12 Tips for Getting Real About Your Ego
They get in the way and won't go away. Here's what to do about that.
Posted Nov 10, 2019
The Buddha was on to something. Not bad for 2,500 years ago, but we know more now. Here are some practical ideas for managing an ego, especially Western ones acculturated in a culture of individuality.
- There is no self? That’s nonsense on stilts! From what we now know about the origin and evolution of life, it’s obvious there are selves. True, they’re not permanent but they do exist in all organisms. It’s obvious from their struggle for existence. Every organism from the beginning on is selfish, to some extent hustling on its own behalf, using their environments against their environment. You can call it whatever you like, an agent, an organism, selfhood, a soul, a spirit – it’s a locus of control a source of motivations to make self-benefiting effort. So you might as well give up on trying to kill your ego. You’ve got one and will have it until you die. You can’t even “transcend” it.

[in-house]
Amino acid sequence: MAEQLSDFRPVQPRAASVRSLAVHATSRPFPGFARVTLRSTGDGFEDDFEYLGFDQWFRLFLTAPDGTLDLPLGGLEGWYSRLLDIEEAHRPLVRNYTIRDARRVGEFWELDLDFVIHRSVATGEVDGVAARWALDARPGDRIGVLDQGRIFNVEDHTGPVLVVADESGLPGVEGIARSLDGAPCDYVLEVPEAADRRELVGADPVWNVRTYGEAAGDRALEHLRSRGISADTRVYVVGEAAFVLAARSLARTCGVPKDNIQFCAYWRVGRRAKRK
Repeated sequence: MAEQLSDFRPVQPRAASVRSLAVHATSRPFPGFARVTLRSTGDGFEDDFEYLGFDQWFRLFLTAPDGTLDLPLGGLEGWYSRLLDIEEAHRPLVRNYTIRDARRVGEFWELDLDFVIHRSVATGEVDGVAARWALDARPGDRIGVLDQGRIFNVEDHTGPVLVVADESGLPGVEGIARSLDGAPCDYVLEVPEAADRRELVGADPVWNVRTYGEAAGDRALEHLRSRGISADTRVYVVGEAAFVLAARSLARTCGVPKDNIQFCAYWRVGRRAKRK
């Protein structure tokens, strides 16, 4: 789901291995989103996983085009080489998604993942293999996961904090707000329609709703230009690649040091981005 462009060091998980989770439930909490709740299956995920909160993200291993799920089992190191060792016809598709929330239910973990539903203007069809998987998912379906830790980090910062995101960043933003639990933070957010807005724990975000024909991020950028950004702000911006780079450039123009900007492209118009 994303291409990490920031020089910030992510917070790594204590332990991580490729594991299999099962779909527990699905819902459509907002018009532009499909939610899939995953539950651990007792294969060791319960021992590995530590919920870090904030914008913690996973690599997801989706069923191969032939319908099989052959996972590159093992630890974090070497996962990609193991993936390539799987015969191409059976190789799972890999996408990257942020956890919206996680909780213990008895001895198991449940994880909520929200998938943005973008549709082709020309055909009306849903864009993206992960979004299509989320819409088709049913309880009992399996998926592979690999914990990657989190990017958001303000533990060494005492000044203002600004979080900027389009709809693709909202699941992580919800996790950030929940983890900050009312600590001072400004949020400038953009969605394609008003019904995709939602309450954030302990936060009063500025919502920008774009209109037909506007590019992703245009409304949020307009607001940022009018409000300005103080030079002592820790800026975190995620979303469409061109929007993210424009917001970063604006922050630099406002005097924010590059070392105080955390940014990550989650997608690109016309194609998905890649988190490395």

- Different selves, different expectations: Some people learn early on that they don’t matter much. People born into oppression, poverty, collectivist societies, or loveless homes simply adapt to low expectations of what’s their self’s due. Some are weaned early off big expectations, others are preened toward high expectations. Temperaments make a difference too. Some of us are born bolder and hungrier than others. And then there are talents. If you’re prone to preening and you’re born with a lucky hotness of one kind or another, you might end up not just with a demand for ego affirmation but the means to get it. There are ego addicts, some abler to get their fix than others. A rich cocaine addict is going to do more cocaine than a poor one. The same goes for ego. We have different senses of ego-entitlement and different means of achieving ego satisfaction. It’s not like we’re all going to end up with equal demand for or supply of ego fulfillment. Circumstances and lucky play an unfair role in our realities.